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Elite Guilt Begat Obamacare
It’s all part of The Pathology of the Elites, says Michael Knox Beran.


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LOPEZ: Who is the ultimate anti-elite?

BERAN: The founders of the Republic. They were, certainly, an elite; but they were an elite gifted with self-knowledge, and they created a constitutional system designed to frustrate the human will to power. Their system of checks and balances has preserved Americans’ liberties and at the same time allowed men like Lincoln to rise into greatness — men who lacked elite credentials and would not have gotten very far under the elitist regimes of the Old World. The question today is whether we can prevent the wreck of the founders’ labors and restrain the Leviathan of the administrative state.

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As a result of the mandarin revolution over which our elites have presided, too much discretionary authority has been confided to unelected regulators and unaccountable quasi-public bodies (like Fannie Mae and Freddie Mac), and too much purse-string power has been vested in robo-laws that automatically trigger expenditures of public funds and steadily increase the size and scope of the government. It is sobering to reflect that overall government spending in the United States, which accounted for less than 7 percent of the gross domestic product in 1903, was estimated in 2009 to account for as much as 43 percent of GDP.


LOPEZ: Is Sarah Palin’s popularity a response to the “pathology of the elites”?

BERAN: Richard Cohen said in theWashington Post the other day that the Left “has long thought that there ought to be some connection between intelligence or learning and the right to govern.” How nice it must be to belong to that good-thinking mutual-admiration society that so forthrightly opposes its opponents’ faith in government by the stupid! For Cohen, the connection between intelligence and the right to govern is sufficiently attested in President Obama’s case by the fact that he and his wife have been “accredited by no less than four Ivy League institutions — Harvard twice and Princeton and Columbia, once each.” Res ipsa loquitur, as we elitists might say.

Sarah Palin infuriates the elites because she has not only questioned their system of accreditation, she has identified their moral “spinelessness” precisely with the elite training they have received, and has in particular questioned the moral value of an “elite Ivy League education.” Palin is saying essentially what Trilling said 60 years ago when he argued that the “educated class” of his day, however accomplished it might have been, was morally unintelligent. Your garden-variety elitist will put up with this sort of criticism from Lionel Trilling, but not from Sarah Palin. They despise the folksy candor that has made her a popular figure in much of the rest of the country.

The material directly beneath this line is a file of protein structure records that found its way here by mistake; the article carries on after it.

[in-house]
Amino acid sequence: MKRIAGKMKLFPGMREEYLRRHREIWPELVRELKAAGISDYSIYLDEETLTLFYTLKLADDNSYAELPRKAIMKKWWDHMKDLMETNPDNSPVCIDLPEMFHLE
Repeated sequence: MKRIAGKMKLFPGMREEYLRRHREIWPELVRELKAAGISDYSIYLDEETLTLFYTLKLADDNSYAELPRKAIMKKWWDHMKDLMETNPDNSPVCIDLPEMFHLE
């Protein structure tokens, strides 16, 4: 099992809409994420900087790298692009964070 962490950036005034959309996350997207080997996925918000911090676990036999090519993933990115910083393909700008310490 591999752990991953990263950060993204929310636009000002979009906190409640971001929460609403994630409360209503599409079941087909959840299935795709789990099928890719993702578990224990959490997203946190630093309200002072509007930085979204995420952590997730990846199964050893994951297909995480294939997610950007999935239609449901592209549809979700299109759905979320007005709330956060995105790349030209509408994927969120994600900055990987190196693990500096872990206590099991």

LOPEZ: Is there such a thing as being too uncritically anti-elite?

BERAN
: The Yahoo in Swift’s book is uncritically anti-elite: He tramples down the oats and grasses of the Houyhnhnm, who is his superior in wisdom and virtue. We must all deplore that. The problem is this: It is not easy to say, at any given moment in time, who the truly elite are, of whom the real aristoi — the wisest, the best, and the most virtuous among us — is composed. Cohen supposes that one can tell who the truly elite are by their academical credentials. Schopenhauer would, I think, have begged to differ. Swift’s formula, though admittedly imperfect, remains better than most. When the truly elect soul appears in the world, “you may know him by this sign, that the dunces are in confederacy against him.”


LOPEZ: Can the Tea Party stop the elites?

BERAN: Only if the Tea Partiers find a way to break through the elites’ Praetorian Guard, the public-sector unions.


LOPEZ: Are some elites more amusing than others?

BERAN: It was fun to see Bono arrive in Australia for a concert with a fleet of 747s.

Kathryn Jean Lopez is an editor-at-large of National Review Online.



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